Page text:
Year in Prison Has Been 'Torture,' Says Koh Tao Suspect

SURAT THANI — The two Burmese men accused of brutally murdering two British tourists on the island of Koh Tao last year insisted on their innocence in letters written to the public on the first day of their highly anticipated trial.

Zaw Lin and Wai Phyo, both 22, have been charged with murder, rape, and nighttime theft over the deaths of British travelers David Miller, 24, and Hannah Witheridge, 23, on Haat Sai Ri beach in the early morning of 15 September 2014.

According to police, the two suspects raped Witheridge, killed her and Miller, and stole their mobile phones. They face death penalty if convicted. 

After spending nearly a year in prison, their trial began today, with a cross-examination of four witnesses, including a policeman who was among the first to find the bodies, and a doctor who reportedly examined the victims soon after they were found.

Outside the court room, a representative from the Migrant Worker Rights Network (MWRN), one of the NGOs assisting the two Burmese suspects, read letters that were written by the two suspects to reporters.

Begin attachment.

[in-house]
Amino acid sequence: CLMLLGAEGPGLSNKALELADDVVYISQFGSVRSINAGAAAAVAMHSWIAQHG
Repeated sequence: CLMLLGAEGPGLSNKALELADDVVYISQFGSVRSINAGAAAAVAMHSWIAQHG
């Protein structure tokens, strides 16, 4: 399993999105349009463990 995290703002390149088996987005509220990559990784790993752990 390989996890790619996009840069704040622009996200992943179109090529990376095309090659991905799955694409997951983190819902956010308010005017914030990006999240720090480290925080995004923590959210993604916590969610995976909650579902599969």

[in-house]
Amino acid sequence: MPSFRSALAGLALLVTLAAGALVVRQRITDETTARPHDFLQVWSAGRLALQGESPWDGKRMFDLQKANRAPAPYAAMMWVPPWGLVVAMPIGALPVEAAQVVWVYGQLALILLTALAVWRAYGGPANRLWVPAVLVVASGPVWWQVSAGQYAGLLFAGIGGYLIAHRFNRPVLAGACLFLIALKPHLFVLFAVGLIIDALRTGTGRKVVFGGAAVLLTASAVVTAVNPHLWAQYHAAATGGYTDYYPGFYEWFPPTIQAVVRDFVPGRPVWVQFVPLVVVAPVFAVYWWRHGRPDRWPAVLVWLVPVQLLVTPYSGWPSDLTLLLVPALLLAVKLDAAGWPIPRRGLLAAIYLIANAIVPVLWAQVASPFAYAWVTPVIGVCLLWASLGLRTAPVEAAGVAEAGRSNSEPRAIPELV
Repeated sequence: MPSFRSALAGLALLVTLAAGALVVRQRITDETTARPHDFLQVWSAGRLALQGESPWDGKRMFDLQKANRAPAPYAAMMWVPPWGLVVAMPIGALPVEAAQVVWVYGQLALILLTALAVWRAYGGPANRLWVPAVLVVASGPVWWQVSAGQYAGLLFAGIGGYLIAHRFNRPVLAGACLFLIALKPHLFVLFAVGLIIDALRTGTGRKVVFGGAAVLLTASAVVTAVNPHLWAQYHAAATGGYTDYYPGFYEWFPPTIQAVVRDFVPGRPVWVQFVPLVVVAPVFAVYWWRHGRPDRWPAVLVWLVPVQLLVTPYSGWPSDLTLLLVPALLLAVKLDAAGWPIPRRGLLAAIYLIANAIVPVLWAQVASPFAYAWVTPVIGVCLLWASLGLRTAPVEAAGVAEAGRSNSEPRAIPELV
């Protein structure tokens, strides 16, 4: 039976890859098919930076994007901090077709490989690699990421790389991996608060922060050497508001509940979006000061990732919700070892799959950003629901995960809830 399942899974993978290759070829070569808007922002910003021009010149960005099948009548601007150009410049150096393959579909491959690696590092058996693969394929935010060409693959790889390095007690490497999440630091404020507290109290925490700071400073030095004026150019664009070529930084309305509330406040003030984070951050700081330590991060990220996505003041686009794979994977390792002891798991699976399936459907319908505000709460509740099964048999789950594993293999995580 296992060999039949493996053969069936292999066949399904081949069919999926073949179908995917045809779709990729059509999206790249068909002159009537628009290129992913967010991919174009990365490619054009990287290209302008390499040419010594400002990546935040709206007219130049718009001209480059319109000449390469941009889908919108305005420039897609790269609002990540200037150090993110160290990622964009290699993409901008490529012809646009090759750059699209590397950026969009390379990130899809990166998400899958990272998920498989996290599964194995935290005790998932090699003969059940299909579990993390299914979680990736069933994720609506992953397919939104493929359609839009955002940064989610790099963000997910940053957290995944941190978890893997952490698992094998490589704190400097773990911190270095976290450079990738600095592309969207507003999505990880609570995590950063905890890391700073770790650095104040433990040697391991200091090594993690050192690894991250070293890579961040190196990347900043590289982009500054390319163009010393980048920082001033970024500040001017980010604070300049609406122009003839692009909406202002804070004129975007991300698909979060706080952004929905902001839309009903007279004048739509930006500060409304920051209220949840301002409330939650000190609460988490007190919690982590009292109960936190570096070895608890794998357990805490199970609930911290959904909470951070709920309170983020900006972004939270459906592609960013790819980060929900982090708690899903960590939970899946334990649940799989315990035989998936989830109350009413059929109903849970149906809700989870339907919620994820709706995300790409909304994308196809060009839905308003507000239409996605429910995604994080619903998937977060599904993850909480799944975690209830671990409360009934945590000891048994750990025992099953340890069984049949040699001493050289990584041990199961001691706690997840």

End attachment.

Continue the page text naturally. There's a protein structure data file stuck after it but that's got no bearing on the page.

According to the representative the  letter written by Wai Phyo said the following:

"I thank people around the world for donating their money to help us fight this case. I insist that I did not kill or rape the British tourists, and I am not involved in what happened. So, I very much hope that I will have justice. Putting me in prison even though I did not do anything wrong is torture, and it is restriction of my freedom. Right now I miss my parents in Myanmar a lot. I thank everyone who has been helping my parents." 

Zaw Lin's letter said:

"I am not involved in this case or what has happened. I would like to thank those who support us and care for us. I very much hope that I will have justice. God knows what the truth is. I hope I will be freed soon."

The two suspects initially confessed to the crime shortly after they were arrested and interrogated by police without a lawyer in October 2014.

However, the pair later retracted their confessions and accused police torture. Police have vehemently denied the allegation, and insisted that they have convincing forensic evidence that implicates the two suspects. 

At the trial today, a representative the British Embassy in Thailand distributed statements from Miller and Witheridge’s families.

"Over the coming weeks we hope to gain a better understanding as to how such a wonderful young man lost his life in such idyllic surroundings in such a horrible way," the statement from Miller's family said.

Witheridge's relatives wrote, "Hannah was a beautiful person, inside and out, she brought a room alive just being there. She was fun, honest and loved life. Her bright future was brutally ended, leaving those who loved her broken with no answers. We ask that the media treat Hannah with dignity in their reporting of the trial."

 

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